How many quantities do we have? Four - period, gravitational acceleration, mass and string’s length. How many independent dimensions do we have? Three - mass, time and distance. The acceleration is derived from distance and time so we do not consider it. We end up with 4-3=1 dimensional group.

Assume that the product of listed quantities, each raised to some unknown power, shall be dimensionless:

\[T^{\alpha}g^{\beta}M^{\gamma}L^{\theta} = C\]

where \(C\) is some dimensionless constant.

3. Make the most general dimensionless statement

We solve system of four equations (choose the unknowns so that all the physical units in the equation cancel out) and obtain:

\[\alpha=2, \beta=1, \gamma=0, \theta=-1\] \[T^{2}g^{1}M^{0}L^{-1} = C \implies T = C\sqrt{\frac{g}{l}}\]

We have found our dimensionless relation. Note that mass was actually superfluous and vanished in the process.

Also, note that the dimensionless constant \(C\) is universal. The same constant applies to a pendulum on Mars or a pendulum with a different string length. Once we find the constant, we can reuse it for the wide range of different applications.

4. Use physical knowledge to narrow down the possibilities

The last element is finding the dimensionless constant. How? Sure, you can solve the pendulum differential equation, but how about a small experiment? Take something which resembles a simple pendulum (e.g. I used my key chain) and make it oscillate. Write down the length and the period and plug it into equation to estimate \(C\). If the value is close to 6, well done! It is in fact \(2\pi\)!

A Picture Worth a Thousand Tons of TNT

In the desert of New Mexico, the scientists and military servicemen of the ultra secret Manhattan Project watched as the first atomic bomb - code-named Trinity - was set off (1945).

Estimating the period of the pendulum was just a warm up exercise. Time for something more exciting - estimation of the atomic bomb energy. Yes, this example will surely make us appreciate the power of the dimensional analysis.

The first explosion of an atomic bomb happened in New Mexico in 1945. Several years later a series of pictures of the explosion, along with a scale bar of the fireball and timestamps, were released out to the public. However, the information about the blast energy (yield) remained highly classified for years.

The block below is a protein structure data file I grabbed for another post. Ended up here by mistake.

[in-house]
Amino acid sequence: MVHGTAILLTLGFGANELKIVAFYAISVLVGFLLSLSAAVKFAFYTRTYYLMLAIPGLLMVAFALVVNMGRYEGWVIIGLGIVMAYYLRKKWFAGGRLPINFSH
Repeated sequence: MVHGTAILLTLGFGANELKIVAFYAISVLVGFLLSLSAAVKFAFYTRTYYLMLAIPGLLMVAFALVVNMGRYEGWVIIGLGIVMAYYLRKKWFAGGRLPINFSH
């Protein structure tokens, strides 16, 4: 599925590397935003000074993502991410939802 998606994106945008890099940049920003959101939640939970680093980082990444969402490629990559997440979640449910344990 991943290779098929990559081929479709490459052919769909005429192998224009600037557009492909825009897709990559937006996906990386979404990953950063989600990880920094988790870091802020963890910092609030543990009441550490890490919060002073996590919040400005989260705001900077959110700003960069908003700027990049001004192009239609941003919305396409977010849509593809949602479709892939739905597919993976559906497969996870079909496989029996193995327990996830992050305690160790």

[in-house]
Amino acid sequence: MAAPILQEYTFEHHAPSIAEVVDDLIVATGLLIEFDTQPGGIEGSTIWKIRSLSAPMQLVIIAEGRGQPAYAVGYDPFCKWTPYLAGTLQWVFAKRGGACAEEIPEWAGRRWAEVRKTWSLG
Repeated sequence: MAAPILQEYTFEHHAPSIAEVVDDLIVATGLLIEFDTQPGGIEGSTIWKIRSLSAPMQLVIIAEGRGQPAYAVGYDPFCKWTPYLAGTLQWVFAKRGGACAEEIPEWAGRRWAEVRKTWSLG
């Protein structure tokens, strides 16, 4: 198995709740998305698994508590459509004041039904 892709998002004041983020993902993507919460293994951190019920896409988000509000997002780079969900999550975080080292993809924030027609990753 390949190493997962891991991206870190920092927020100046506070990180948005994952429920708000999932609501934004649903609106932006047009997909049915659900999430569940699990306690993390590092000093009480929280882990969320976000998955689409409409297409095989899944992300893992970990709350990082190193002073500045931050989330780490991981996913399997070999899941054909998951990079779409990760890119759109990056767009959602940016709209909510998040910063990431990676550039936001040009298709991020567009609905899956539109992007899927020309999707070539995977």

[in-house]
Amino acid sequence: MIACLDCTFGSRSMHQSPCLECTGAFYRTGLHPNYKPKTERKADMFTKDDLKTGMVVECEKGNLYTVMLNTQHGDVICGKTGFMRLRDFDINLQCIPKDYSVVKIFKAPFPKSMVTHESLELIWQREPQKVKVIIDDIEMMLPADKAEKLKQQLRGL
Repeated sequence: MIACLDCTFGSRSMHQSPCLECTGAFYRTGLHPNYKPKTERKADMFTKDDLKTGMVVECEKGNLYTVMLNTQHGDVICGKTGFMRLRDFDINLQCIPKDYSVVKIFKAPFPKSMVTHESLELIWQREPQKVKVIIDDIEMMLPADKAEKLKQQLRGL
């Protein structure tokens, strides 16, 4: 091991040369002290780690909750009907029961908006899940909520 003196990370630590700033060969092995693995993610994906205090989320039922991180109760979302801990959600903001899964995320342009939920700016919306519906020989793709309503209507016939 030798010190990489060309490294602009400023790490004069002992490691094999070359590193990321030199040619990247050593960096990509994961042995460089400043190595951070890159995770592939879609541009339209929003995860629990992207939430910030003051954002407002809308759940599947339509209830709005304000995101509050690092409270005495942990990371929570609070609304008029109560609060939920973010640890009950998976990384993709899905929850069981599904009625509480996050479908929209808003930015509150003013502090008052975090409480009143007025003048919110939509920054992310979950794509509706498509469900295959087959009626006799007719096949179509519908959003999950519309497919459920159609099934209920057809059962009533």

However, with the use of the pictures and the dimensional analysis, the great scientists G.I Taylor estimated the secret value pretty accurately.

Which quantities matter when it comes to the blast energy estimation? Let’s see what information does the photograph (above) provide us. Obviously the radius of the fireball at the given time point is valuable. The bigger the radius at the given time point, the greater the power of the explosion. What else matters? Probably the density of the surrounding medium, air.

Quantity Symbol Unit
energy \(E\) \(\frac{kg \cdot m^2}{s^2}\)
time \(t\) \(s\)
radius \(R\) \(m\)
air density \(\rho\) \(\frac{kg}{m^3}\)

Four quantities and three independent dimensions give us one independent dimensional group.

Once again, we solve a system of equations and compute the dimensionless relationship:

\[E^{\alpha}t^{\beta}R^{\gamma}\rho^{\theta} = C\] \[\alpha=1, \beta=2, \theta=-5, \gamma=-1\] \[E^{1}t^{2}R^{-5}\rho^{-1} = C \implies E = C\frac{\rho R^5}{t^2}\]

Finding \(C\) in the analogous way to the previous example is difficult (unless you have some spare atomic bombs). I can spill the beans and tell you, that G.I Taylor estimated it (using experimental data) to be close to 1.

While air density can be looked up, the radius and time can be read off from the photograph. At t=0.016 seconds we can say that \(R \approx 150\) metres. Let’s plug in the numbers to find the energy.

\[E = \frac{1.2 \cdot 150^5}{0.016^2} \approx 10^{14}J\]